PN 38: Clay Tweel on “Gleason”
New Orleans Saints football player Steve Gleason became a sports hero one year after Hurricane Katrina when he blocked a kick that became a symbol of the city’s comeback. In 2011, he announced he had ALS – known as Lou Gehrig’s Disease – that typically causes death in two to five years. The documentary “Gleason” follows the athlete as he copes with the disease, supported by his wife Michel Varisco. The film has a strong theme about the meaning of fatherhood as we watch Gleason leave a video record for his young son Rivers.
Pure Nonfiction host Thom Powers interviews “Gleason” director Clay Tweel about the making of the film. This is Tweel’s fourth documentary after “Make Believe” about teenage magicians; “Print the Legend” about pioneers of 3D printing; and “Finders Keepers” about a bizarre dispute over a mummified leg. Tweel broke into documentary working as an associate producer on “The King of Kong: A Fistful of Quarters,” directed by Seth Gordon who’s a producer on “Gleason.”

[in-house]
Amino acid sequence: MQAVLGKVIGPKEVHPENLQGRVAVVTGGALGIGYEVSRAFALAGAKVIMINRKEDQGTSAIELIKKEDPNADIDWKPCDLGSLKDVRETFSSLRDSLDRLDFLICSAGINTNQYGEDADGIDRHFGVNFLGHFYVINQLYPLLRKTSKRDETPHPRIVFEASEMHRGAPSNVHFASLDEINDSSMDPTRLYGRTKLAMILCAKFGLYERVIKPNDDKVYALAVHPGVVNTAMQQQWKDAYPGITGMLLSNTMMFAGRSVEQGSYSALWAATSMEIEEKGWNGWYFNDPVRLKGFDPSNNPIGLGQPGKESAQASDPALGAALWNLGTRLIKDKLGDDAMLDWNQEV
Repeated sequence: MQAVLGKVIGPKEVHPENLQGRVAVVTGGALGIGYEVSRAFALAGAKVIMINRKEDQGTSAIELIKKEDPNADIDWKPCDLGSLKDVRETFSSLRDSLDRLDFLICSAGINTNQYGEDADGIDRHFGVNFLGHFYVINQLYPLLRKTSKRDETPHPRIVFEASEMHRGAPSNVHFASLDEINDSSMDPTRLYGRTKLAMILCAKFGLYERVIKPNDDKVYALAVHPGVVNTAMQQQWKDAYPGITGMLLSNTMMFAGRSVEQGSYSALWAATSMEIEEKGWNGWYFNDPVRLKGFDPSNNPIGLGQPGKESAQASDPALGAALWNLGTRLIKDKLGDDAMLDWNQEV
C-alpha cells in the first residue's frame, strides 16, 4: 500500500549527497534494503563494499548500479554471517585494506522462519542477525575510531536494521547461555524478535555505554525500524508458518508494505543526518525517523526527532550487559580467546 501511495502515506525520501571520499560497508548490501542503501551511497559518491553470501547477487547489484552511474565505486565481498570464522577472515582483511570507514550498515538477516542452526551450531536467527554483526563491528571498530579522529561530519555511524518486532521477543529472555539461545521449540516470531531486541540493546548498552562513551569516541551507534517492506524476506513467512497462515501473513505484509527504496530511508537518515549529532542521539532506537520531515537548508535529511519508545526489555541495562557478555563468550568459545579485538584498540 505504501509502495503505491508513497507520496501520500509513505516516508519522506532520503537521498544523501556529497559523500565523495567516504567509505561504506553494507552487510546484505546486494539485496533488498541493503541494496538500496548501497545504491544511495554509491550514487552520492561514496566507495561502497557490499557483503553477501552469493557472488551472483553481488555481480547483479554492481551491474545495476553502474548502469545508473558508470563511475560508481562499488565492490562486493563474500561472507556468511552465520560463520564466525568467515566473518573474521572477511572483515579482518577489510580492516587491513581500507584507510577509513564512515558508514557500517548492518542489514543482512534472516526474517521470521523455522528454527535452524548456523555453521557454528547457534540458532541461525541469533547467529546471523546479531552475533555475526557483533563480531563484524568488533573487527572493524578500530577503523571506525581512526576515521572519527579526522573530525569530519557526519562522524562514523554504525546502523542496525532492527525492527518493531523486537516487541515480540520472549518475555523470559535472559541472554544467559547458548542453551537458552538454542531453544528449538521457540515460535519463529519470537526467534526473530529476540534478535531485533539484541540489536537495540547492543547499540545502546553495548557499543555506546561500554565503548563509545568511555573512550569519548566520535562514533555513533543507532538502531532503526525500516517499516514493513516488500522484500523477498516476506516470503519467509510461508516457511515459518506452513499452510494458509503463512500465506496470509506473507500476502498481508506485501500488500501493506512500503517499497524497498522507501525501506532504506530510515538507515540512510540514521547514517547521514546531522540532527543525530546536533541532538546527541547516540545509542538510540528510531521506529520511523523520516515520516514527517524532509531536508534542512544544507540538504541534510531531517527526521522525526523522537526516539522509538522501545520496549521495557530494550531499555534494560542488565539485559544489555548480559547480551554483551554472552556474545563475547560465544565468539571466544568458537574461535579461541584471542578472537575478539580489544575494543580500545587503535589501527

Other names that come up in this episode are “Gleason” cinematographers David Lee and Ty Minton-Small. And Tweel discusses his family connection to Muhammad Ali.
This episode was recorded at SVA’s MFA Social Documentary Film Program.